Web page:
In a foreign policy speech, he also accused the president of betraying the trust of the closest U.S. allies. Summary.
RENO, NEV. - On the eve of a trip abroad intended to burnish his qualifications to be commander in chief, Mitt Romney accused Obama administration officials on Tuesday of betraying the country by leaking national security secrets for political gain and failing to stand up to adversaries like China, Russia and Iran.
Romney's address at the Veterans of Foreign Wars convention was the most expansive foreign policy speech of his candidacy and opened a new and aggressive attack on President Obama on national security. The Republican challenger has struggled to gain traction on foreign policy issues against Obama, who has enjoyed public support for the raid that killed Osama bin Laden and good marks in polls for his handling of American diplomacy.
"This conduct is contemptible," Romney said of leaks for which he blames the administration. "It betrays our national interest. It compromises our men and women in the field. And it demands a full and prompt investigation by a special counsel, with explanation and consequence."
Romney stopped short of accusing Obama specifically of leaking information that included details of the mission that killed Bin Laden last year. Attorney General Eric Holder has appointed two federal prosecutors to get to the bottom of the leaks, but Romney suggested that wasn't good enough, insisting on a special prosecutor.
The speech highlighted a broader theme: that Obama and his administration "betrayed" the trust of America's closest allies -- Romney used a form of that word three times -- forsaking nations such as Poland, the Czech Republic and particularly Israel, whose leaders the president "is fond of lecturing," Romney said.
"He has undermined their position, which was tough enough as it was," Romney said.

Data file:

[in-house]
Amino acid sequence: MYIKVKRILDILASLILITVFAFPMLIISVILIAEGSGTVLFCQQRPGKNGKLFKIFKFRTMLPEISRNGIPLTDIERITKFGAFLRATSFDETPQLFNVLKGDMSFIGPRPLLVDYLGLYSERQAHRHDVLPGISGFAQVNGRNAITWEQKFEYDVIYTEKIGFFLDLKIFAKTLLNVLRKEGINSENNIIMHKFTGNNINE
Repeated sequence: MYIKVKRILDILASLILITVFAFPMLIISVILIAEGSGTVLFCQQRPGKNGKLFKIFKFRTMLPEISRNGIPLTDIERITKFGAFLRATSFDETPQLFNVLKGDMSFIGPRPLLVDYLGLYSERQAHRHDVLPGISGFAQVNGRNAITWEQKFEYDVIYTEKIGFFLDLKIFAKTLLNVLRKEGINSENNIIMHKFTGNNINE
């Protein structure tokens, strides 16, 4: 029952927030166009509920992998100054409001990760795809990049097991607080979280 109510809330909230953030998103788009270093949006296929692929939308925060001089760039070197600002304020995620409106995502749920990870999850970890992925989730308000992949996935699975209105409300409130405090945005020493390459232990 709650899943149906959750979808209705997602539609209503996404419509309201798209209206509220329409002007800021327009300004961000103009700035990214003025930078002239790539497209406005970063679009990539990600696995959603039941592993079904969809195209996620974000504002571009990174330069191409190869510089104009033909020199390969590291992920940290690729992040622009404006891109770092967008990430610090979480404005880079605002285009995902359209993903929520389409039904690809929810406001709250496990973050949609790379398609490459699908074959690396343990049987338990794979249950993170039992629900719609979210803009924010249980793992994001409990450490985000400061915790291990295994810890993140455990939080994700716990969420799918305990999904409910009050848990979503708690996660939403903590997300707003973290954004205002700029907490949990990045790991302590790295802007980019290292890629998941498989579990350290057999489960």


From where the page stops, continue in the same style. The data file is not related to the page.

The focus on Israel comes as Romney begins an overseas trip on Wednesday that is to take him to Britain, Poland and Israel, where his meetings with Israeli leaders are expected to provide a sounding board for his concerns about the Iranian nuclear threat and what he considers the Obama administration's lack of resolve in confronting it.
In his speech, Romney for the first time demanded that Iran halt all nuclear enrichment activities, but he did not say what he would do as president if the Iranians failed to accede to his demand.
Romney's provocative choice of words added to Republican efforts to define Obama as out of step with basic American goals and values. In his speech, Romney cast himself as an "unapologetic believer in the greatness" of the United States while characterizing Obama as a leader who has "given trust where it is not earned, insult where it is not deserved, and apology where it is not due."
Jay Carney, the White House spokesman, said Obama "has made abundantly clear that he has no tolerance for leaks." And Vice President Joe Biden assailed Romney's speech as "empty rhetoric," full of criticism "without offering any alternatives."
The AP contributed to this report.